The seminar studies the increasingly ubiquitous role played by Large Language Models (LLMs) and tools such as Chat GPT, Dall-E, DeepL and crowdsourced Online Translation Services, by investigating their historical development, technical form, and their current impact on society. Despite the increasing interdependence between translation and technology, the advent of machine translation has been poorly understood from a philosophical and political perspective.

Paraphrasing Naoki Sakai (1996), we should therefore ask “What sort of social relation is machine translation in the first place?” Translation cannot be seen simply as an operation of equivalency or transfer, but rather must be considered in a discussion about the production of social relations in which it “assumes a vital historical role akin to that played by labor in the constitution of the social” (Solomon & Sakai 2022). To understand machine translation—and the work of translation—is therefore to provoke a discussion about automation in general and the automation of knowledge and mental labour in particular.

The utopian dream of universal understanding across the globe – surprisingly enough – has been nurtured by politics of bordering and colonial expansion. This is true for the 1949 Weaver memorandum which opened the field of computer translation and was distributed at the dawn of the Cold War.1 The leechlike Babel Fish from the Hitchhiker’s Guide to the Galaxy reminds us that linguistic barriers might be better off left unbroken in spite of cultural understanding if we don’t want to shed more blood.2 Large Language Models like ChatGPT are set to transform the experience of border crossing: such is the case with college entrance exams, proof of language proficiency,3 and visa applications,4 all the while endangering linguistic diversity.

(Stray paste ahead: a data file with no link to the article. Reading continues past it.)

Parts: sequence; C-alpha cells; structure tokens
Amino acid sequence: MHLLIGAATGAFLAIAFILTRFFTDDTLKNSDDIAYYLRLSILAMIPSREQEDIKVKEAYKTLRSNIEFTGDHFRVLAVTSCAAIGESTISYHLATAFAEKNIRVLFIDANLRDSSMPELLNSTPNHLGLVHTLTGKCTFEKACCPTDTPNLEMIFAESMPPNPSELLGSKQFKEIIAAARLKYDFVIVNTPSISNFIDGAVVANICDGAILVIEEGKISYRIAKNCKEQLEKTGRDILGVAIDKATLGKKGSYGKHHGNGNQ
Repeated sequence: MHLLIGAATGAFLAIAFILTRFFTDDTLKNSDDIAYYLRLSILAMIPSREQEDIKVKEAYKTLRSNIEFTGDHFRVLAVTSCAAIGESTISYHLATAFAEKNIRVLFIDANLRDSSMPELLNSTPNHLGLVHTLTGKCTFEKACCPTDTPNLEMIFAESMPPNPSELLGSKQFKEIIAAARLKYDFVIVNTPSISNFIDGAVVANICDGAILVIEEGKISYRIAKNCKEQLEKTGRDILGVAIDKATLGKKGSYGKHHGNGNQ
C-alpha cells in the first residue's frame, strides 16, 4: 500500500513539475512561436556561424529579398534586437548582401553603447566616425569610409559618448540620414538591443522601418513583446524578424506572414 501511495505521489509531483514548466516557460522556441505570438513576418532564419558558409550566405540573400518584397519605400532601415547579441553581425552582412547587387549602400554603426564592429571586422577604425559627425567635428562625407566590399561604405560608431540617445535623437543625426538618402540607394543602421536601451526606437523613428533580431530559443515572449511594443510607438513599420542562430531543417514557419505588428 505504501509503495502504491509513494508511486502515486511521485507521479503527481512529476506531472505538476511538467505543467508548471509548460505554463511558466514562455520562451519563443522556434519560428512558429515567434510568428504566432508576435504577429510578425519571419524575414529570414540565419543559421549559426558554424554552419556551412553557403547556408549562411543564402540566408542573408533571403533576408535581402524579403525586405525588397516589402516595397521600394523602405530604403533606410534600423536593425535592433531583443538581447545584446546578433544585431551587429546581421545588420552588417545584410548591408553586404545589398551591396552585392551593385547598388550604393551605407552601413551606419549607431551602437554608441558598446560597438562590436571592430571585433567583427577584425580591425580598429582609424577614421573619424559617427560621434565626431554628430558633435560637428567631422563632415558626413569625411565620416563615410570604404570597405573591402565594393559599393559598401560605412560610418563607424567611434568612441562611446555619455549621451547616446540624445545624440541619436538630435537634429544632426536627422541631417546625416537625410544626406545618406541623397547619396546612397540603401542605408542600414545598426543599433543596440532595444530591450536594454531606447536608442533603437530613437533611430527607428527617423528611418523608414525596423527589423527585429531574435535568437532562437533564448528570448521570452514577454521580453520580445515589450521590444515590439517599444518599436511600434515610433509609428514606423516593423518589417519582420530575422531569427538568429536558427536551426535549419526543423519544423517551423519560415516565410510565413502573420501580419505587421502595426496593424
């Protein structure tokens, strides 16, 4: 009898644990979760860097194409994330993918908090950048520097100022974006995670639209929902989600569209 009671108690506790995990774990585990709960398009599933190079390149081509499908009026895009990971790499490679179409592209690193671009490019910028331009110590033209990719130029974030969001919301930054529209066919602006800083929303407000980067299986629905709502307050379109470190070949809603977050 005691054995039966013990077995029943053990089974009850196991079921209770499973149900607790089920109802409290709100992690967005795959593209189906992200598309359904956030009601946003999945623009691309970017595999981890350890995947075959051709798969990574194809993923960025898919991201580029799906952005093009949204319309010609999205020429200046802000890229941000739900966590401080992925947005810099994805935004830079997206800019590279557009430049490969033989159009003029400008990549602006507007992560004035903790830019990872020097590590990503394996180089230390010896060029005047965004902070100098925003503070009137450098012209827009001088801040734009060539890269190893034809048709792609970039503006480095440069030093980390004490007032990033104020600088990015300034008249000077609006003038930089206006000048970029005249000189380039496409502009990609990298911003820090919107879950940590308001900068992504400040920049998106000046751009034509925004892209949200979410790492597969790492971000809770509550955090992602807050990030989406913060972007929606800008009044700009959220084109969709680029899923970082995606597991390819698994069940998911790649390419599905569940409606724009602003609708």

A credit certificate (Schein) is possible with credit in Media Philosophy. The course is addressed to the students of all departments of HfG and universities in the region. It is also open to students, researchers and guests from other institutions and “the world as classroom” (bell hooks) through the tools of the digital space.

Prof. Dr. Matteo Pasquinelli
Paolo Caffoni

In collaboration with:
George MacBeth
Arif Kornweitz

Course start: 26 April 2023
Course end: 19 July 2023
Wednesday bi-weekly, 15:00 – 18:00
Language: English and more

Consultation hours on appointment
Enrolment via Moodle or email

26 April 2023 15:00–18:00
10 May 2023 15:00–18:00
24 May 2023 15:00–18:00
7 June 2023 15:00–18:00
21 June 2023 15:00–18:00
5 July 2023 15:00–18:00
19 July 2023 15:00–18:00